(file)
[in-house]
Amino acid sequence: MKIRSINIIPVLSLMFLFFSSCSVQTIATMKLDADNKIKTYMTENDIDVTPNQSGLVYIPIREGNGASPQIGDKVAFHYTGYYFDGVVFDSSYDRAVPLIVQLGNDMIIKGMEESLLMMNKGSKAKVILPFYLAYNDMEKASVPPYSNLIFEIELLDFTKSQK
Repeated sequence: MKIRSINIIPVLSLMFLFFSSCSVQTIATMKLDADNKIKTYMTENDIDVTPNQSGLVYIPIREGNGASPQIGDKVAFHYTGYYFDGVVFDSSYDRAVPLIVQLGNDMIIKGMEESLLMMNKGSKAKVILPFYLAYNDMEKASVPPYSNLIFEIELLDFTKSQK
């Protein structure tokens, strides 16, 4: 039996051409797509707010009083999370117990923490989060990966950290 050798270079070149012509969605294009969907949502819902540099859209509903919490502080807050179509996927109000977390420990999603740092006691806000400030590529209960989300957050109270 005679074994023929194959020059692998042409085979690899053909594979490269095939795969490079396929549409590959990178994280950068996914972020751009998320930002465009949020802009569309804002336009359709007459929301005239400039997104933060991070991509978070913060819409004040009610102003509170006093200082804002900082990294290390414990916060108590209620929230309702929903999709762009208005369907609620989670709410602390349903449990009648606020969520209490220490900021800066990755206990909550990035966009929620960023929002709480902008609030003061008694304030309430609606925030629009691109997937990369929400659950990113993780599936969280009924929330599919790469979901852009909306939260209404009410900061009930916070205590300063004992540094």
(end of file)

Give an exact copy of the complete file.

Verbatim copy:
[in-house]
Amino acid sequence: MKIRSINIIPVLSLMFLFFSSCSVQTIATMKLDADNKIKTYMTENDIDVTPNQSGLVYIPIREGNGASPQIGDKVAFHYTGYYFDGVVFDSSYDRAVPLIVQLGNDMIIKGMEESLLMMNKGSKAKVILPFYLAYNDMEKASVPPYSNLIFEIELLDFTKSQK
Repeated sequence: MKIRSINIIPVLSLMFLFFSSCSVQTIATMKLDADNKIKTYMTENDIDVTPNQSGLVYIPIREGNGASPQIGDKVAFHYTGYYFDGVVFDSSYDRAVPLIVQLGNDMIIKGMEESLLMMNKGSKAKVILPFYLAYNDMEKASVPPYSNLIFEIELLDFTKSQK
């Protein structure tokens, strides 16, 4: 039996051409797509707010009083999370117990923490989060990966950290 050798270079070149012509969605294009969907949502819902540099859209509903919490502080807050179509996927109000977390420990999603740092006691806000400030590529209960989300957050109270 005679074994023929194959020059692998042409085979690899053909594979490269095939795969490079396929549409590959990178994280950068996914972020751009998320930002465009949020802009569309804002336009359709007459929301005239400039997104933060991070991509978070913060819409004040009610102003509170006093200082804002900082990294290390414990916060108590209620929230309702929903999709762009208005369907609620989670709410602390349903449990009648606020969520209490220490900021800066990755206990909550990035966009929620960023929002709480902008609030003061008694304030309430609606925030629009691109997937990369929400659950990113993780599936969280009924929330599919790469979901852009909306939260209404009410900061009930916070205590300063004992540094």